Eating out with Better Food Choices on a Budget – “Fast...

Eating out with Better Food Choices on a Budget – “Fast Food” Edition – #HealthyChomps

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Better Food Picks

It can be a challenge to eat healthy on a budget when dining out. There isn’t always an all-around healthy choice.

Sometimes you can only compare and make the best choice with what’s available to you, and with what you can afford.

Here is a list of better food picks at some popular restaurants. Use this to guide some of your decisions when dining out.

McDonald’s $1 Breakfast Menu

  • Sausage Burrito. The Sausage Burrito is a better pick than the Sausage Biscuit or Sausage McMuffin.
  • Hash brown. Only eat one.
  • Coffee. Coffee is a rich source of disease-fighting antioxidants. Be mindful of what you put in it. Go easy on the cream and sugar.

McDonald’s $1 Lunch or Dinner Menu

  • Side Salad. Americans don’t eat enough fruits and vegetables. We have to make an effort to eat more of them even when we don’t feel like it. Our health depends on it. Choose a light salad dressing like the low fat balsamic vinaigrette or low fat Italian dressing.
  • Grilled Onion Cheddar Burger. This burger is a better pick than the McChicken or McDouble sandwich.
  • Fruit N’ Yogurt Parfait. The parfait is a better pick than the ice cream cone or chocolate chip cookie because it has fruit in it. It’s a more nutritious way to satisfy your sweet tooth too.

panera-bread

Panera Bread

  • Bagels. I recommend the Whole Grain, Plain, Sesame or Everything bagel because these bagels have less fat and sugar in them. The Whole Grain bagel has three times more fiber than some of the other bagels offered at Panera. Enjoy your bagel with a reduced fat cream cheese spread.
  • Soup. A cup of Low-Fat Vegetarian Black Bean, Low-Fat Garden Vegetable with Pesto or Low-Fat Chicken Noodle soup are healthier options because they have less saturated fat than many of the other soups. Avoid ordering creamy soups too often. A cup of New England Clam Chowder packs a whopping 27 grams of saturated fat. Saturated fat is considered one of the “bad” fats because it raises low-density lipoprotein (LDL) cholesterol which is a risk factor for heart disease and type 2 diabetes.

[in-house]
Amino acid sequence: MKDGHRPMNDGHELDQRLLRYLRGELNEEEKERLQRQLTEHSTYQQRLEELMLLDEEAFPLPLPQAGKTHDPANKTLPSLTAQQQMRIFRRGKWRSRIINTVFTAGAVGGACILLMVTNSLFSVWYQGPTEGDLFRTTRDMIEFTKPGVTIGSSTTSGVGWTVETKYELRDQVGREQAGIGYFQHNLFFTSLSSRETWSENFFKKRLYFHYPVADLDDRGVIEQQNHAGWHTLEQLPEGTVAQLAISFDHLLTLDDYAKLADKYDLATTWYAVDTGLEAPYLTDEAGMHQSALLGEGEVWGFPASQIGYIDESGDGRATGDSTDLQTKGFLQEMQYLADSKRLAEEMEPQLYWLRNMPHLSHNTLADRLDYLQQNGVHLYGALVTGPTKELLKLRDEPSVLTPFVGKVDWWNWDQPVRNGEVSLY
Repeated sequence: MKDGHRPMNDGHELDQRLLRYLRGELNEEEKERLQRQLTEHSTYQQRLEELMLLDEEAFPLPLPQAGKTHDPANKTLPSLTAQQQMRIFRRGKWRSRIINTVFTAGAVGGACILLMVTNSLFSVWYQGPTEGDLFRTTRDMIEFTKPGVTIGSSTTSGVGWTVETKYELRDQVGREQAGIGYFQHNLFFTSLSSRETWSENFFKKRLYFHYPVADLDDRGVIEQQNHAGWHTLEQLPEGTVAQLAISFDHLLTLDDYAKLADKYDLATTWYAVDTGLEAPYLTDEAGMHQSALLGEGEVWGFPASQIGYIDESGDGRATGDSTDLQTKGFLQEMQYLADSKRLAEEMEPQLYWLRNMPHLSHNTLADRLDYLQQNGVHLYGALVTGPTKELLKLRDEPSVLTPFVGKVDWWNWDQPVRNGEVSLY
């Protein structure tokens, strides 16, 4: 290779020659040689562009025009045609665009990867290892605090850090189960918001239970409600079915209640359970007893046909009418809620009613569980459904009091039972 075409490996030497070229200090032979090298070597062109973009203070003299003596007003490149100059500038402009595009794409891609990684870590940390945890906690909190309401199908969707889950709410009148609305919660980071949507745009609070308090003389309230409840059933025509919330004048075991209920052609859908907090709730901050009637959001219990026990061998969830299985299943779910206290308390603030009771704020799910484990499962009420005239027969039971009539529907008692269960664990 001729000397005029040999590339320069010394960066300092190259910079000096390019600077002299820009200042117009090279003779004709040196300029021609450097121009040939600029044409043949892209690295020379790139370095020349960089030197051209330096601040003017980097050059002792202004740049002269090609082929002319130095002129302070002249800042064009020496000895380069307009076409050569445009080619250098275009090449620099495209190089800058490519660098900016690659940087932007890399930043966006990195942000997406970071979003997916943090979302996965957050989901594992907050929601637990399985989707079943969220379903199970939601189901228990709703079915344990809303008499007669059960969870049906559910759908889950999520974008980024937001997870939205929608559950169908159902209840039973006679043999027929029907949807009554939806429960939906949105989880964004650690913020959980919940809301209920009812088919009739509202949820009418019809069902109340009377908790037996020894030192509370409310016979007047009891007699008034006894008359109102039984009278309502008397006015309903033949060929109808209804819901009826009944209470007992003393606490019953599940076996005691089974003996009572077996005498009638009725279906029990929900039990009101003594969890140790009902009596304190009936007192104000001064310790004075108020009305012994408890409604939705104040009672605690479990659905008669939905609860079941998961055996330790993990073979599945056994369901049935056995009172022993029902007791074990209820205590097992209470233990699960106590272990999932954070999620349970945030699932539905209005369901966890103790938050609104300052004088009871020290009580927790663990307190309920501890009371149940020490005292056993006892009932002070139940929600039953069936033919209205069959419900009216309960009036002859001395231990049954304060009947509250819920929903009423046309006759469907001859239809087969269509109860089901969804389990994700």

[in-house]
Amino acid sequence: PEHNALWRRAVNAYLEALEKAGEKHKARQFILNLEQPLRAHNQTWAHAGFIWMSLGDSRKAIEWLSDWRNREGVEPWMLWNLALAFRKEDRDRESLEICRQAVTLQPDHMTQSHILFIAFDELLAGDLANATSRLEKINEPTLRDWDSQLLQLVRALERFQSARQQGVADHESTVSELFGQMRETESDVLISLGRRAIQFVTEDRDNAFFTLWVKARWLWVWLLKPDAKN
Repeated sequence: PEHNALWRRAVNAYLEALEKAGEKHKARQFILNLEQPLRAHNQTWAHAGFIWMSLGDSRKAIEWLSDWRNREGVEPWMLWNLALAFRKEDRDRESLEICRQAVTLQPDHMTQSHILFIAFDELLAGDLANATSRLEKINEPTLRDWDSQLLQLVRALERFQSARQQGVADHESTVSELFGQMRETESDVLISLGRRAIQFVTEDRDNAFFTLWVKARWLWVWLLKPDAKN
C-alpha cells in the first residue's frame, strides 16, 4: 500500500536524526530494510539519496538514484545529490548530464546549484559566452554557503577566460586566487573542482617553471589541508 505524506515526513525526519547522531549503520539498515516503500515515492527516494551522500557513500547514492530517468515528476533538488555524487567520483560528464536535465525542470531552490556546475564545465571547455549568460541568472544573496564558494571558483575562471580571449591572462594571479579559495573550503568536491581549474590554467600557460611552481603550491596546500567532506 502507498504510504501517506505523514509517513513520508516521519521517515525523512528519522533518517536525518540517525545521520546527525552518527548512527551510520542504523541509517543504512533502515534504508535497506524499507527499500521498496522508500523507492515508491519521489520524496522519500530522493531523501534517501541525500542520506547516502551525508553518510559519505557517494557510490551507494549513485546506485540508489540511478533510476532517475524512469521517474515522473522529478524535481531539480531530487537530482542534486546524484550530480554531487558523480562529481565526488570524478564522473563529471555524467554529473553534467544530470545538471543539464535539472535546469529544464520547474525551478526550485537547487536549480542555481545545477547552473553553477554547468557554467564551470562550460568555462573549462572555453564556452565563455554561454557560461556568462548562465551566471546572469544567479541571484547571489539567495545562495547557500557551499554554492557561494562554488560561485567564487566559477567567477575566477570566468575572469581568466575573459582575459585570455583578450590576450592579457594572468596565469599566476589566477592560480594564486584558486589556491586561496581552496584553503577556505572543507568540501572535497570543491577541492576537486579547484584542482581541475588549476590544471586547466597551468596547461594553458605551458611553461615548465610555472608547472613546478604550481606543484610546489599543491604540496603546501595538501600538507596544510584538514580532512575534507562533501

• Sandwiches. There are so many to choose from. Smoked Turkey Breast on Country, Mediterranean Veggie on Tomato Basil, Roasted Turkey & Avocado BLT on Sourdough, Tuna Salad on Honey Wheat and Napa Almond Chicken Salad on Sesame Semolina are some of the lighter picks. If you order a heftier sandwich like the Big Kid Grilled Cheese on All-Natural White Miche, Italian Combo on Ciabatta or Steak & White Cheddar on French Baguette order half a sandwich. Many of these sandwiches contain half the total calories you need in a day.

menu_burrito

Chipotle

  • Calories add up quickly when creating the perfect Burrito. Pick your favorite meat or go meatless, but be topping conscious. Focus on food that comes from plant sources. Go whole grain and choose brown rice over white rice. Add your favorite beans, vegetables and salsa. Guacamole would be a better topping than cheese and sour cream, but if you decide to add cheese and sour cream make a little go a long way.
  • The Burrito Bowl and Salad. Choosing to have rice or a tortilla (not both) is a great option. The tortilla is 290 calories alone. For diabetics especially, watching carbohydrate content is critical. It’s a good habit to limit meals to include only one grain serving.

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Lechoneras/Latin Carryout

  • As hard as it may be limit the amount of fried selections you choose. Maduros, tostones, empanadas, alcapurrias, chuletas and bacalao frito should be enjoyed in moderation. Try to choose baked, roasted or stewed dishes made with leaner cuts of meat such as pollo al horno, bistec, bacalao guisado and carne de res guisada.
  • Eat beans and all your vegetables. This will add fiber to your meal and aid with digestion.
  • Most Latin restaurants serve generous portions of food. Take some home. Save some for later. Enjoy your meal all over again.

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mcdonalds-Sausage-Burrito

If I was given $10 to spend dining out for the whole day, I would budget approximately $3.33 for each meal.

  • For breakfast I would order the Fruit & Maple Oatmeal from McDonald’s without brown sugar or cream and a Sausage Burrito. It’s likely I would only eat the eggs in the burrito. I would drink water.
  • For lunch I would go to the Caribbean market down the street from my job that sells hot food. I would order rice, beans, and roasted chicken. They usually give large portions of food so I would try to stretch leftovers to the next meal or snack. Again, I would just drink water.
  • For dinner I would order the Grilled Chicken Go Wrap without sauce from Wendy’s and a Garden Side Salad with a vinaigrette dressing. I would drink water.

M AliMaria Ali is the Nutrition Manager at Second Harvest Food Bank of Central Florida. Since joining the food bank in 2010, she has implemented nutrition education programs and has fostered the progress of several of the food bank’s nutrition initiatives which includes: a nutrition committee, a nutrition strategic planning workshop, and a wellness program for staff. Additionally, she serves as a Board Member of the Orlando Dietetic Association and is a member of the Academy of Nutrition and Dietetics. Ms. Ali strives to inspire others to live a healthier lifestyle by sharing her passion for nutrition through teaching, speaking, and social media.

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